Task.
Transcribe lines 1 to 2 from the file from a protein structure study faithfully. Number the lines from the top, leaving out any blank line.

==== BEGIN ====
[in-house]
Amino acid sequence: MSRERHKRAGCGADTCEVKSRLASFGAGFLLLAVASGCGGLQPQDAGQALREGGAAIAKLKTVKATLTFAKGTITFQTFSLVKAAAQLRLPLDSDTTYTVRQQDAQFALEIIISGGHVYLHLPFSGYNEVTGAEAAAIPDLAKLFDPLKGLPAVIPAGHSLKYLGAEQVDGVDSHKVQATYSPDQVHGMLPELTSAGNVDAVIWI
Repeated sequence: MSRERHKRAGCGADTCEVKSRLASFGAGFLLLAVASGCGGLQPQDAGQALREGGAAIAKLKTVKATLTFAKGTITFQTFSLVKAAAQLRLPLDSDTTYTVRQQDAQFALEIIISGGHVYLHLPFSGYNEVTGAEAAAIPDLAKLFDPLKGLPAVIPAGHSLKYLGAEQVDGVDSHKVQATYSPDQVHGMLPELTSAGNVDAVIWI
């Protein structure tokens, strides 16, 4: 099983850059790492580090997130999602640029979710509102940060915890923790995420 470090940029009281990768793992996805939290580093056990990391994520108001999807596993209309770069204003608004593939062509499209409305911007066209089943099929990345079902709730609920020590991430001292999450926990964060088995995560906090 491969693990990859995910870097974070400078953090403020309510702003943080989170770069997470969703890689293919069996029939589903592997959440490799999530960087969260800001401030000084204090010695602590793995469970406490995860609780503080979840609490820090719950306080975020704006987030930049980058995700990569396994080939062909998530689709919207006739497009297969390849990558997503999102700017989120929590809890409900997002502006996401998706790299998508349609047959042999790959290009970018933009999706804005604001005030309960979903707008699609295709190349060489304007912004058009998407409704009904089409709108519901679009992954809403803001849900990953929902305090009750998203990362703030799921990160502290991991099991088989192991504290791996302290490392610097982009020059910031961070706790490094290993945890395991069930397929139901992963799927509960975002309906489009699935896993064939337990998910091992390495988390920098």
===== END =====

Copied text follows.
[in-house]
Amino acid sequence: MSRERHKRAGCGADTCEVKSRLASFGAGFLLLAVASGCGGLQPQDAGQALREGGAAIAKLKTVKATLTFAKGTITFQTFSLVKAAAQLRLPLDSDTTYTVRQQDAQFALEIIISGGHVYLHLPFSGYNEVTGAEAAAIPDLAKLFDPLKGLPAVIPAGHSLKYLGAEQVDGVDSHKVQATYSPDQVHGMLPELTSAGNVDAVIWI